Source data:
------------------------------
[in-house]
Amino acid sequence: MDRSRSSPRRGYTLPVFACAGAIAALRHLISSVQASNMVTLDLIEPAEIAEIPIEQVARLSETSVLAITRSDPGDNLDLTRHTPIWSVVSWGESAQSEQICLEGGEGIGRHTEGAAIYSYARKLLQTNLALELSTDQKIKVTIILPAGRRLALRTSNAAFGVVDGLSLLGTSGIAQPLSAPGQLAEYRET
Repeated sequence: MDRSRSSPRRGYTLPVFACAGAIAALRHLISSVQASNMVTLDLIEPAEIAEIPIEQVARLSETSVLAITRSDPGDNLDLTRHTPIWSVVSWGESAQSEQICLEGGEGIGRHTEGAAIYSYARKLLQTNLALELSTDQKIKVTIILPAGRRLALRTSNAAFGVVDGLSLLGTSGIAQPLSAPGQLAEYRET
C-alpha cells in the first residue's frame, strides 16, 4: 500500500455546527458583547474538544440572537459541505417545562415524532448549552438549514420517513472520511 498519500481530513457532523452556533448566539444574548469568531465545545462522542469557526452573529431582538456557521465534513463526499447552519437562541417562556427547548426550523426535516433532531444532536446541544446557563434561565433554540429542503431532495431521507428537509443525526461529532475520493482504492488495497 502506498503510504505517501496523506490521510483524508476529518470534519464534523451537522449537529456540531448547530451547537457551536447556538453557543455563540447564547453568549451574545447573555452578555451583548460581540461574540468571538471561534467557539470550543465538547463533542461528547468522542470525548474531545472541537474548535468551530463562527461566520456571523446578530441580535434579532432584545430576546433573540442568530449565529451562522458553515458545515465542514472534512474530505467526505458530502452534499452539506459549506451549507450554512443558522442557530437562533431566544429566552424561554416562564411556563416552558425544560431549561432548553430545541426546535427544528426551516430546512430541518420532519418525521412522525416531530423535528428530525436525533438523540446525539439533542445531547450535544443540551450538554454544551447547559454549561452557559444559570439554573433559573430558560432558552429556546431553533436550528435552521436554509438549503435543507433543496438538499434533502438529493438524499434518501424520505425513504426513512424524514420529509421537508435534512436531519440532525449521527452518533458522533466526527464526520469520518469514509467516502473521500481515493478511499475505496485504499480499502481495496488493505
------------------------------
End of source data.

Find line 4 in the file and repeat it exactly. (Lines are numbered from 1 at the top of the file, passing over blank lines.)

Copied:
C-alpha cells in the first residue's frame, strides 16, 4: 500500500455546527458583547474538544440572537459541505417545562415524532448549552438549514420517513472520511 498519500481530513457532523452556533448566539444574548469568531465545545462522542469557526452573529431582538456557521465534513463526499447552519437562541417562556427547548426550523426535516433532531444532536446541544446557563434561565433554540429542503431532495431521507428537509443525526461529532475520493482504492488495497 502506498503510504505517501496523506490521510483524508476529518470534519464534523451537522449537529456540531448547530451547537457551536447556538453557543455563540447564547453568549451574545447573555452578555451583548460581540461574540468571538471561534467557539470550543465538547463533542461528547468522542470525548474531545472541537474548535468551530463562527461566520456571523446578530441580535434579532432584545430576546433573540442568530449565529451562522458553515458545515465542514472534512474530505467526505458530502452534499452539506459549506451549507450554512443558522442557530437562533431566544429566552424561554416562564411556563416552558425544560431549561432548553430545541426546535427544528426551516430546512430541518420532519418525521412522525416531530423535528428530525436525533438523540446525539439533542445531547450535544443540551450538554454544551447547559454549561452557559444559570439554573433559573430558560432558552429556546431553533436550528435552521436554509438549503435543507433543496438538499434533502438529493438524499434518501424520505425513504426513512424524514420529509421537508435534512436531519440532525449521527452518533458522533466526527464526520469520518469514509467516502473521500481515493478511499475505496485504499480499502481495496488493505